Harshey’s Subdivision provides 18 lots for qualified builders
Affordable housing developers now have some property in Roswell available for their projects.
The city of Roswell has created a plat for the creation of Harshey’s Subdivision on undeveloped land on the southeast side of the city near Melendez Park. Parcels of the subdivision will be donated for the building of affordable homes.
Fronting South Cahoon Avenue and between East Summit and East Reed streets, the property of more than 4 acres has been designed to feature two cul-de-sacs with lots for 18 single-family homes, six around one cul-de-sac and 12 around the other.
The Roswell City Council voted unanimously to approve the plat during its Thursday meeting. The plat also was accepted by the Roswell Planning and Zoning Commission during its Feb. 28 meeting.
“I am very appreciative of the positive vote of the City Council to approve this final plat,” said Community Development Director Bill Morris in an email. “This is a first step in helping to increase the production of much-needed affordable housing in the city.”
Morris told city councilors that the city’s affordable housing survey showed a significant need for all types of affordable living units, including single-family homes. But developers have sometimes said that they do not have enough property to build on.
“What we are looking to do is to create these parcels, and as Habitat (for Humanity) or any other affordable housing developer would need, they would request these parcels to be released,” Morris said during the meeting.
Mike Penfield, president of the local Habitat chapter, expressed his appreciation to the city councilors and city staff.
“We are in need of more affordable housing for some of our lower-income families we do have here,” he said, “and doing this should definitely help us achieve this goal. We appreciate the support that Roswell has shown us and our partner families.”
Morris said the plat still needs to be signed and then filed with Chaves County. He added that neither Habitat or any other builder has requested parcels so far.
“Habitat has been supportive of this process but has not asked for any property yet since they still have a parcel or two right now,” he wrote. “Any other interested parties can request properties as well in the future.”
Morris said that another goal of the city action regarding Harshey’s Subdivision is to encourage development in that area of the city.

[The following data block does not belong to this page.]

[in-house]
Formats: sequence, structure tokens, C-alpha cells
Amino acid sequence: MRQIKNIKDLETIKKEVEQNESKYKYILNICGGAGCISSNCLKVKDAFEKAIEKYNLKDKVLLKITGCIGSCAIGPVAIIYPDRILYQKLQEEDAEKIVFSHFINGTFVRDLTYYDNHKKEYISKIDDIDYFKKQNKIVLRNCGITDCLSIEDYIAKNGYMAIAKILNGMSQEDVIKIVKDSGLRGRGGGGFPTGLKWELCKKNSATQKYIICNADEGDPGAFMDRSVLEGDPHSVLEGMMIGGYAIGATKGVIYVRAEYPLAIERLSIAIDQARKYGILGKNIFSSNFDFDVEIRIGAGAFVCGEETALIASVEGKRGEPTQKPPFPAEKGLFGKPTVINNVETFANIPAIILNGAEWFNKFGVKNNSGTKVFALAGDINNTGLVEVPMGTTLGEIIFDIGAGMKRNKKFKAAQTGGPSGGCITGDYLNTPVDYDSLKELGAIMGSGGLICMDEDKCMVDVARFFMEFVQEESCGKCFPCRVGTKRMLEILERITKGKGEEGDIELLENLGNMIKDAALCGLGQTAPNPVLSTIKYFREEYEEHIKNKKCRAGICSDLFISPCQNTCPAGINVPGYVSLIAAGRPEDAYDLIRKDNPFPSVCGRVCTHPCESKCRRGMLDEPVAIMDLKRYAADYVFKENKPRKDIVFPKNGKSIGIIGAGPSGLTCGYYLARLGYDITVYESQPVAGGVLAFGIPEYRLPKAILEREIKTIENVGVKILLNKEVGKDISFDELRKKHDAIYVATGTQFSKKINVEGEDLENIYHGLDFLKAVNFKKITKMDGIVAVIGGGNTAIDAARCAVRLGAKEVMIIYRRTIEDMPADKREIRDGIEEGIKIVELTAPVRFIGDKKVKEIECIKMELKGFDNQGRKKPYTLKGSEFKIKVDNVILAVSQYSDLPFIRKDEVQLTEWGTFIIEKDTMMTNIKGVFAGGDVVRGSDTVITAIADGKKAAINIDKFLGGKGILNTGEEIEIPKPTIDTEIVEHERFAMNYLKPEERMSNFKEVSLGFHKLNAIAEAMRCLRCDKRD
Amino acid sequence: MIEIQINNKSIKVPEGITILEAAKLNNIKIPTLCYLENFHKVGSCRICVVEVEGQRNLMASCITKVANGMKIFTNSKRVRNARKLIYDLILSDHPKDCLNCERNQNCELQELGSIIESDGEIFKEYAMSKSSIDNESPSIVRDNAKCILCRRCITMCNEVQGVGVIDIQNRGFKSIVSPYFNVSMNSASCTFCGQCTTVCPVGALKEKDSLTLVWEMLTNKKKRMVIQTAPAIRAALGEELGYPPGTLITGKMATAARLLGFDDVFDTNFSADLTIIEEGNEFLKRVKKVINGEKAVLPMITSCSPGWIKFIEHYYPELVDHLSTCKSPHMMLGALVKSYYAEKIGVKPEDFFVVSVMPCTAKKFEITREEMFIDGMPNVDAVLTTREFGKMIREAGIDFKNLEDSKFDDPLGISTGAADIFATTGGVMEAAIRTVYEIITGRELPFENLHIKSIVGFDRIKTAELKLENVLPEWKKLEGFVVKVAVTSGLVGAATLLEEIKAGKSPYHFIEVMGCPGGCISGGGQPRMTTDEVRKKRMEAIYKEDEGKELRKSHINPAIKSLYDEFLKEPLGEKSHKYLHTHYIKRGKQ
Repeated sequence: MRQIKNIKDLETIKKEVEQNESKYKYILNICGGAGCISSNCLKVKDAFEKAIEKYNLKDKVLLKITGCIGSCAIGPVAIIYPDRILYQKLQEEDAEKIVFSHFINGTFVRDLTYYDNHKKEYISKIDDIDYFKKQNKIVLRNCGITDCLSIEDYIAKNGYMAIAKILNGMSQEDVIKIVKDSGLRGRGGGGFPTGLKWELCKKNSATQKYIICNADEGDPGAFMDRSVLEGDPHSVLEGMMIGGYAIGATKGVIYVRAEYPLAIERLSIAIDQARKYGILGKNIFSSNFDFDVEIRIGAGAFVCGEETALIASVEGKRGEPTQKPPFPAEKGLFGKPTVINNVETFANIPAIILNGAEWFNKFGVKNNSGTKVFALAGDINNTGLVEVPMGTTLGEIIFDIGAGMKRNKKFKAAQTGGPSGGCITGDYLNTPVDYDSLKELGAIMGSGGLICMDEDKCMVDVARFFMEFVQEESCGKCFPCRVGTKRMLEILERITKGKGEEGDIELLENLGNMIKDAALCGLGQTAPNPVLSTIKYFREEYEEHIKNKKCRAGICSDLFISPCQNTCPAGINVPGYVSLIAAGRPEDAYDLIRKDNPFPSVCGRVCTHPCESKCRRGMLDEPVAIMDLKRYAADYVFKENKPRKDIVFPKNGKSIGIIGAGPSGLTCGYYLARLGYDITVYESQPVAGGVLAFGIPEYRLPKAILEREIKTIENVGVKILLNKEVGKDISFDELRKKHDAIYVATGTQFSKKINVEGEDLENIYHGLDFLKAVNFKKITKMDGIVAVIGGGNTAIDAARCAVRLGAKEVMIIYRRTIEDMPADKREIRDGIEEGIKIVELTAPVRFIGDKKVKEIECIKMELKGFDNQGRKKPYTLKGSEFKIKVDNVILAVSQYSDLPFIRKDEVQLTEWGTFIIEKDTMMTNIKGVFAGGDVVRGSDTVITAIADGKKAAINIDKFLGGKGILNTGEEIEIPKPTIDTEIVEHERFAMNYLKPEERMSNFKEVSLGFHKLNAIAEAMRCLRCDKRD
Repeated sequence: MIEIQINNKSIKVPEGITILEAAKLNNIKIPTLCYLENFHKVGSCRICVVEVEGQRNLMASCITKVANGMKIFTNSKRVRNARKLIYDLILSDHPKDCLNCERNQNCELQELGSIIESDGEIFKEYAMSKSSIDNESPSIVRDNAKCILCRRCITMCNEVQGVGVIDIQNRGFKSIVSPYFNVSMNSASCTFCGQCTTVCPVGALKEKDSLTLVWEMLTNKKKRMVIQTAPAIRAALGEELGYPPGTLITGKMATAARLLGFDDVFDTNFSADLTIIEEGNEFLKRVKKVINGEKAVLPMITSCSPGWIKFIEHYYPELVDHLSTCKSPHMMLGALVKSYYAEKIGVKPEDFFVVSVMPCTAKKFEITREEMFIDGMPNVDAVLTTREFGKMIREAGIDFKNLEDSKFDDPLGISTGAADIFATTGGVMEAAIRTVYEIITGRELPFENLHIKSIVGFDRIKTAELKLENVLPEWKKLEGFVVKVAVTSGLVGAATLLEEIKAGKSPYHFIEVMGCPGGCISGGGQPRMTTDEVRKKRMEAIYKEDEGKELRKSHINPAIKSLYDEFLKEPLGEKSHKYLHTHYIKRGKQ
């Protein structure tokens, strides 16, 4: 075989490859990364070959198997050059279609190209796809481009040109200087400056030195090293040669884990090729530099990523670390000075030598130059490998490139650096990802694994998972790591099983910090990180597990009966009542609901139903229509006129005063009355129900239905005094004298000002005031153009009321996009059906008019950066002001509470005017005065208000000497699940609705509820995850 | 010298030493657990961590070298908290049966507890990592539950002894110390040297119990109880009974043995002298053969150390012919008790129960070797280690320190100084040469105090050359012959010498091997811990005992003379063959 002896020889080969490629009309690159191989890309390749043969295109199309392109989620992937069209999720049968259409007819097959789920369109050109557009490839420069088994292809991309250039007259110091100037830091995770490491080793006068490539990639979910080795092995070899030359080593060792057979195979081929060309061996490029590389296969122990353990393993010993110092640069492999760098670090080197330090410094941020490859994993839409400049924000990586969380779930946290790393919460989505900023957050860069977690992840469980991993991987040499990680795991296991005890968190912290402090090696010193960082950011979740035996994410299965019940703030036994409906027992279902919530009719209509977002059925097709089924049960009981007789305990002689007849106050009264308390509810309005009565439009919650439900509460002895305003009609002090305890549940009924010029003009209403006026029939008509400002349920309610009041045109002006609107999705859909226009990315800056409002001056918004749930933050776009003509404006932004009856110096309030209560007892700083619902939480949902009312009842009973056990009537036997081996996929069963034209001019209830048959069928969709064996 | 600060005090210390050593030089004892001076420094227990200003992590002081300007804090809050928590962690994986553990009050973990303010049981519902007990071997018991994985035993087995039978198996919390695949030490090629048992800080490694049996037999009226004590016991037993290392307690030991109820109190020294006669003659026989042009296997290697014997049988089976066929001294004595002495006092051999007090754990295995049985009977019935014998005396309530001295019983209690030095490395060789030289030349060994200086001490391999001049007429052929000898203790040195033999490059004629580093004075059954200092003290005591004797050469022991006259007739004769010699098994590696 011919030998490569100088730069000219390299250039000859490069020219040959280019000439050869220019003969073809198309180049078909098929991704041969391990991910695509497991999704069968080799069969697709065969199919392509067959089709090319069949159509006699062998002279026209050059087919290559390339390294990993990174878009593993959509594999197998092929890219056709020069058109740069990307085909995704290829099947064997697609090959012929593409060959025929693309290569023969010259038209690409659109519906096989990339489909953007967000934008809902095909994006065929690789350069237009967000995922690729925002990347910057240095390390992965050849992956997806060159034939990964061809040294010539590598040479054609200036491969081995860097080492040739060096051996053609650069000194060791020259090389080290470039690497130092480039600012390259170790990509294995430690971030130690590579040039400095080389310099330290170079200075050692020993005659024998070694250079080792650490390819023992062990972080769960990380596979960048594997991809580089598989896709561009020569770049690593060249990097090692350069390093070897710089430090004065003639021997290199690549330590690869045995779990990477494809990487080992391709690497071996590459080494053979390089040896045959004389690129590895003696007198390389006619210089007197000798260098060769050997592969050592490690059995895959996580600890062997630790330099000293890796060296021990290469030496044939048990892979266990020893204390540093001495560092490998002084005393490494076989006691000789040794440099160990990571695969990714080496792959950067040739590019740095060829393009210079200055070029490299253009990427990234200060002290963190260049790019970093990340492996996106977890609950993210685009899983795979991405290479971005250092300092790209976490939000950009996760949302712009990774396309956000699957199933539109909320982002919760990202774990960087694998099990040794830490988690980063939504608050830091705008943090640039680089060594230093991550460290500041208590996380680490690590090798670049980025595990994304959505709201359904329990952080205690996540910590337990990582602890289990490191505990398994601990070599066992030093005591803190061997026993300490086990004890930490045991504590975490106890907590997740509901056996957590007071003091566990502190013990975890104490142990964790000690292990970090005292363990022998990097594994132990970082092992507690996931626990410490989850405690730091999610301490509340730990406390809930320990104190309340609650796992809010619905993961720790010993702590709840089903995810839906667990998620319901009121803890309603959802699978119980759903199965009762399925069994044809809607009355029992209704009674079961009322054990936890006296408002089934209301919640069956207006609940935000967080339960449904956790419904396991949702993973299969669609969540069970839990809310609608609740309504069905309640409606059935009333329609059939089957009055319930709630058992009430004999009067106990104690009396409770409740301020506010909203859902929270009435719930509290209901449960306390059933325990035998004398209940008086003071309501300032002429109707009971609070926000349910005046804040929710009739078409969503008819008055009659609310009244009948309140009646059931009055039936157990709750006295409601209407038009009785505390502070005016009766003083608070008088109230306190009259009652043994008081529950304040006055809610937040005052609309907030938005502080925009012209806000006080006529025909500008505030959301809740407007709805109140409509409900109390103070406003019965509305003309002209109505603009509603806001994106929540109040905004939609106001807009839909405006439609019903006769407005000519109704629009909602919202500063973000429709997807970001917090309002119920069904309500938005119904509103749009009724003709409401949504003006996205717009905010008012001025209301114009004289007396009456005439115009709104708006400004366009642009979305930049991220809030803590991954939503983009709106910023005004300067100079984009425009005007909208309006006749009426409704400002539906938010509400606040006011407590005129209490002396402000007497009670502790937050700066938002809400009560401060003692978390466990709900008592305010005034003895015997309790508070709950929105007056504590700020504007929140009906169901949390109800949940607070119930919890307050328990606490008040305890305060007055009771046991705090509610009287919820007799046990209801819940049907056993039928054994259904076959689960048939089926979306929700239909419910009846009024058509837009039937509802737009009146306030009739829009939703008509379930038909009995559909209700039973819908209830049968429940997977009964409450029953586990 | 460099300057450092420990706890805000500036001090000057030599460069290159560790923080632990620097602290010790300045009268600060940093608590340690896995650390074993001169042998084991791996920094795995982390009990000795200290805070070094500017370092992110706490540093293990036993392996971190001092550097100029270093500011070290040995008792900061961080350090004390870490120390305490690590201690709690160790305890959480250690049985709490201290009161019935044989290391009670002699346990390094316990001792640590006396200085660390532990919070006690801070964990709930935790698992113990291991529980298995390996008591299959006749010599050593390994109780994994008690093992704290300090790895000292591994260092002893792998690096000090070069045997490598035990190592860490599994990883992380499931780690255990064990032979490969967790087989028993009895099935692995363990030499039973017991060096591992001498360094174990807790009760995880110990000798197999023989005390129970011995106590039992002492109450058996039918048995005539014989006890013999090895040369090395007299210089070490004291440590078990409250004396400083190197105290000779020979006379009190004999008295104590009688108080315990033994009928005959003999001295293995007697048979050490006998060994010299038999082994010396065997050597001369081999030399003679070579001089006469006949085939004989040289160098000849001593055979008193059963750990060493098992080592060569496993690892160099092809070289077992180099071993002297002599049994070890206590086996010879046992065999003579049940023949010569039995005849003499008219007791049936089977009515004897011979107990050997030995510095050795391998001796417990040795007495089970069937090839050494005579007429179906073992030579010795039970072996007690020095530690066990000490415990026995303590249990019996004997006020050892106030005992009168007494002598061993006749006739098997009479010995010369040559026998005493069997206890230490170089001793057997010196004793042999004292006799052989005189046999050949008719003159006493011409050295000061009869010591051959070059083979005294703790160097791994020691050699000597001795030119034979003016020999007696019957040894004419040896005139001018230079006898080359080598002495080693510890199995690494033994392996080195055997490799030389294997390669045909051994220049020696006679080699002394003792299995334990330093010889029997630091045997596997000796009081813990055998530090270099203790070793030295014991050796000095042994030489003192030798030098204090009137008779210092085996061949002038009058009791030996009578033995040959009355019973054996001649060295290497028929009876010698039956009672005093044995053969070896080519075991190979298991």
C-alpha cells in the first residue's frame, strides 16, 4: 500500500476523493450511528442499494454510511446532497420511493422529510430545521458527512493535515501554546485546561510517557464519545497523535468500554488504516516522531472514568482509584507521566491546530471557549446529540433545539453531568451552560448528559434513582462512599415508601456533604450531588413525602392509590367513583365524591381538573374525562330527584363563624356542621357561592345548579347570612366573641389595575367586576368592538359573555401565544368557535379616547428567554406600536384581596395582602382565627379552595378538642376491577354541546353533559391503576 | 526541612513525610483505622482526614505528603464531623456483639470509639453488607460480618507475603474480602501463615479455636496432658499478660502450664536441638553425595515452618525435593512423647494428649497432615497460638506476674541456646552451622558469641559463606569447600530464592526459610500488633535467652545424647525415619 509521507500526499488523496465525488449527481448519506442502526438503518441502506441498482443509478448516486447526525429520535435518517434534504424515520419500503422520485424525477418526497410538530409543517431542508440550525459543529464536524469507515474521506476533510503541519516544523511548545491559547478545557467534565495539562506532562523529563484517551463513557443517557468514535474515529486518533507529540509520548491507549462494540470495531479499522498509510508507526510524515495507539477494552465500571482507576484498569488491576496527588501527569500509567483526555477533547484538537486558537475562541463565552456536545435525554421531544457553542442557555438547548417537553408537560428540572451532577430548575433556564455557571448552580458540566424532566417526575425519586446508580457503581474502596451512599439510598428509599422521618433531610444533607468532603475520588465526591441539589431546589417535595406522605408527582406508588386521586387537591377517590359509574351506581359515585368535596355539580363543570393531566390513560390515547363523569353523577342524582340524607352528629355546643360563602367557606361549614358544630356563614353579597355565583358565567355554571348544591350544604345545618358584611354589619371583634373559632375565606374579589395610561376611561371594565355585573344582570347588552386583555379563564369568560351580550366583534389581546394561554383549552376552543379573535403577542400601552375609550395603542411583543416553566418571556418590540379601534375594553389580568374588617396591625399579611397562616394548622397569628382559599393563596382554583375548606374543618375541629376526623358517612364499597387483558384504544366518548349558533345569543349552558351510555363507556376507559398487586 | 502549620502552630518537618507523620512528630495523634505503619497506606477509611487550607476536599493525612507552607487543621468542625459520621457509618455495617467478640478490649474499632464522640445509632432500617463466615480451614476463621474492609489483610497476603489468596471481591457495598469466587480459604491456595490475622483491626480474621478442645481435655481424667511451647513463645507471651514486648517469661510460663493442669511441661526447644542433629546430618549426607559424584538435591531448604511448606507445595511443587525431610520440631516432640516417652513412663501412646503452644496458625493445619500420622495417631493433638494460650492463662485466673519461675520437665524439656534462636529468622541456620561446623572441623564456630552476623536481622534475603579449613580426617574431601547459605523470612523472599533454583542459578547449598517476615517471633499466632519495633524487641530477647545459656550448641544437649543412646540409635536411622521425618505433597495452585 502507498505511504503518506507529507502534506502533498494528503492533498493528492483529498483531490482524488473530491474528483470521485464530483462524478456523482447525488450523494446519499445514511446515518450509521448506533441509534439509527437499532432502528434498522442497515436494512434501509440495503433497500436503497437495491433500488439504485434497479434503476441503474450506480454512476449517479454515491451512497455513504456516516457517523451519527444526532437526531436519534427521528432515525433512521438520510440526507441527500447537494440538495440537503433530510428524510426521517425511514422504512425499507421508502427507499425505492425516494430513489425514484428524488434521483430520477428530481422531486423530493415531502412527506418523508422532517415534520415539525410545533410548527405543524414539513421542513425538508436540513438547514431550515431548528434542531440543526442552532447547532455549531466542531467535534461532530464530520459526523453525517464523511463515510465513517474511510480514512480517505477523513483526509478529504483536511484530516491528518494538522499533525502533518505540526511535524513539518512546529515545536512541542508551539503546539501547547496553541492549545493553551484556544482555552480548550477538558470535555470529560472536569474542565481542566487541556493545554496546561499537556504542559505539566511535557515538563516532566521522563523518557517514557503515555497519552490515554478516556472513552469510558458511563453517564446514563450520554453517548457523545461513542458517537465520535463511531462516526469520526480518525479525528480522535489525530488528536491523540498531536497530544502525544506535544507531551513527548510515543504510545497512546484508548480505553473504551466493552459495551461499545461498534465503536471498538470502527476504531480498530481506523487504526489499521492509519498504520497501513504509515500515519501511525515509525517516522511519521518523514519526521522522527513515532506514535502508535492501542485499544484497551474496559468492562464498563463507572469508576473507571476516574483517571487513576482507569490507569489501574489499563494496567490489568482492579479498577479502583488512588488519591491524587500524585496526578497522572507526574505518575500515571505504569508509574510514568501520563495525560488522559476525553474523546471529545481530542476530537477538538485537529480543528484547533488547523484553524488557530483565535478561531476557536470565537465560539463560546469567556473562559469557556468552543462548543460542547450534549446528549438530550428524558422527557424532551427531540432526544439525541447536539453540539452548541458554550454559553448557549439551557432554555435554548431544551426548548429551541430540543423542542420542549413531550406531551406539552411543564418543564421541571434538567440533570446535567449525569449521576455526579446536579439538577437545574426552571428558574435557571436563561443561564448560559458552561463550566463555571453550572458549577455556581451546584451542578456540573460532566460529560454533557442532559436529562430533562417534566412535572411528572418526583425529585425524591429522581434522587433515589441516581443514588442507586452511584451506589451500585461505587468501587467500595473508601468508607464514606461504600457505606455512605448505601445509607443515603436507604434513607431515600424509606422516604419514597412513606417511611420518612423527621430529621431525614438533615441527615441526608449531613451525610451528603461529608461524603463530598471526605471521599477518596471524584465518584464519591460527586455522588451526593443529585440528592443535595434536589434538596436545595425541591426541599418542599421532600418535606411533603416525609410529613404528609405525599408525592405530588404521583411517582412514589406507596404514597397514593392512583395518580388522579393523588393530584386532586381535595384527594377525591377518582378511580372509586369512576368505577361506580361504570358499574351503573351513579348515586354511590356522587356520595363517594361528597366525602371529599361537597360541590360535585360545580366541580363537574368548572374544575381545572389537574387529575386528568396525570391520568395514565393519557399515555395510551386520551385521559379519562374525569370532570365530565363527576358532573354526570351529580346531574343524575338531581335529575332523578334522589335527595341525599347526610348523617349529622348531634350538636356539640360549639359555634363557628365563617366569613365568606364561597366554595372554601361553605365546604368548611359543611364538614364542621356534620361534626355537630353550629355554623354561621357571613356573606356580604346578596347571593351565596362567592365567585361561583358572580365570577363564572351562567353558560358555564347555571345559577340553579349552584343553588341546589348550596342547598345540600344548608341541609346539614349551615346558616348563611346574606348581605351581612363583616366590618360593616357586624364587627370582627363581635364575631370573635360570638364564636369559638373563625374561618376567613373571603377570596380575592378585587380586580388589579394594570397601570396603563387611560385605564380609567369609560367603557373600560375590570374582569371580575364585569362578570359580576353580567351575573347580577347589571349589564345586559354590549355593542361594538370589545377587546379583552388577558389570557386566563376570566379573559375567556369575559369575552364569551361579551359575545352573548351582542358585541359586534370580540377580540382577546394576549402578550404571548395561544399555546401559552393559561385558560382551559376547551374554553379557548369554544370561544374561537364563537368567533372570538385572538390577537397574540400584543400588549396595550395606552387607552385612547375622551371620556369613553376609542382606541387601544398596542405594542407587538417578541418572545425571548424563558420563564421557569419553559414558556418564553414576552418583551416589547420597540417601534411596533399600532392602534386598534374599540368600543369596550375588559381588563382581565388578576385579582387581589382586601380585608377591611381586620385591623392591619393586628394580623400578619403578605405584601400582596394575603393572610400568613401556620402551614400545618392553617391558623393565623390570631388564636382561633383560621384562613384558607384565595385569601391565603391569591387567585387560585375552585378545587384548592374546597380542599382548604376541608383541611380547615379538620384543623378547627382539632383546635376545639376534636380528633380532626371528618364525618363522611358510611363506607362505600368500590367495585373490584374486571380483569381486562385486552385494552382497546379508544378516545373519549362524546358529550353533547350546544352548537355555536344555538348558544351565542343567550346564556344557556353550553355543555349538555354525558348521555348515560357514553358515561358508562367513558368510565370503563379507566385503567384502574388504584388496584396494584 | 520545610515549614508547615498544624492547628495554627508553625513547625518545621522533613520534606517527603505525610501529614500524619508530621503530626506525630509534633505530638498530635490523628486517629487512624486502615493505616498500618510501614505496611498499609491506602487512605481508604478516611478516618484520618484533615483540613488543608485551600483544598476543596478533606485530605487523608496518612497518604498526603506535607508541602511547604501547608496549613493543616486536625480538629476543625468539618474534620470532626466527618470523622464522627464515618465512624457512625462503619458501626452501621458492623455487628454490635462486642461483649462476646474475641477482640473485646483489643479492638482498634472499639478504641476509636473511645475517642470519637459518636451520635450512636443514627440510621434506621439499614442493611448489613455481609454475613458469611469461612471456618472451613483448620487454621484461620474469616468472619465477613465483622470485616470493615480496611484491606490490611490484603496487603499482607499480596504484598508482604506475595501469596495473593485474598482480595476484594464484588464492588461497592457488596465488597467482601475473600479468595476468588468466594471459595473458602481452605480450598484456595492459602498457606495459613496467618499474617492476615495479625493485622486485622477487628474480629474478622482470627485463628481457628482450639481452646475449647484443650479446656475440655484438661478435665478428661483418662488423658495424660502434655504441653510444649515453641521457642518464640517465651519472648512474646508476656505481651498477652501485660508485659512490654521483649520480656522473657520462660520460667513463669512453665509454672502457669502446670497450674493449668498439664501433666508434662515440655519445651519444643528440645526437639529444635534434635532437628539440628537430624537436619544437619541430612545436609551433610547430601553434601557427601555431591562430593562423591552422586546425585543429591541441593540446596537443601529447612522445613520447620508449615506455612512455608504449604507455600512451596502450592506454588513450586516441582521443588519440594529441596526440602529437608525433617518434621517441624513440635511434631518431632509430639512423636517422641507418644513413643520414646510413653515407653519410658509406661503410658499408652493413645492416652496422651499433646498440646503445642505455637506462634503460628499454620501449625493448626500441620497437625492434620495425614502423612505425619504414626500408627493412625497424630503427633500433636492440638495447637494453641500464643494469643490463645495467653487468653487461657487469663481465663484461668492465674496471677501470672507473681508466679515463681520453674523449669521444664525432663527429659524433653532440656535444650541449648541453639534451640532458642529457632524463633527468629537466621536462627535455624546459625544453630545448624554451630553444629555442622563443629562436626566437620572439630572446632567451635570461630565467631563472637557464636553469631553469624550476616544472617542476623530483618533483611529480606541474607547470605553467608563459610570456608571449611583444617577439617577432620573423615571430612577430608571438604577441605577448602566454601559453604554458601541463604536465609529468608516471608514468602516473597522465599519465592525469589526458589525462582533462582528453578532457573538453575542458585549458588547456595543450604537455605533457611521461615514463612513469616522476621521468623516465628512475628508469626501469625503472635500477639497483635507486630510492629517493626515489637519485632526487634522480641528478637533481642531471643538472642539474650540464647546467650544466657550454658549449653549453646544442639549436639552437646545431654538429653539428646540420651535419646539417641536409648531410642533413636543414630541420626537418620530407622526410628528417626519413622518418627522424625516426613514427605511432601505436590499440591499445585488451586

“The idea is to create a new place where there hasn’t been anything built in a long time,” he said in the email.
The city adopted its Affordable Housing Plan in 2016. It also created an Affordable Housing Ordinance approved by the Roswell City Council and the state of New Mexico. Among other things, the ordinance allows builders to create more housing units per square foot than typically allowed on residential lots.
The 2016 plan indicated that 500 households earning between 60 percent and 80 percent of the average median income were considered cost-burdened in terms of their housing payments because not enough suitable housing units existed in the city. Another 150 households earning between 80 percent to 100 percent were considered cost-burdened. Thus, the plan estimated that at least 650 more affordable housing units were needed in the city, and, because many cost-burdened households were families with children, two or three bedrooms were considered necessary.
Habitat for Humanity of Roswell has built 19 homes since 1995. Because Habitat obtains donations and coordinates volunteer crews for building, the chosen home recipient is able to pay much less than for comparable houses built by commercial builders. The partner families also receive mortgages at favorable rates. In return, the partner families help build their homes and typically volunteer on other Habitat projects. In recent years, the organization has built homes on East Beech Street after an anonymous individual’s donation of land to the group.
Senior Writer Lisa Dunlap can be reached at 575-622-7710, ext. 311, or at email@example.com.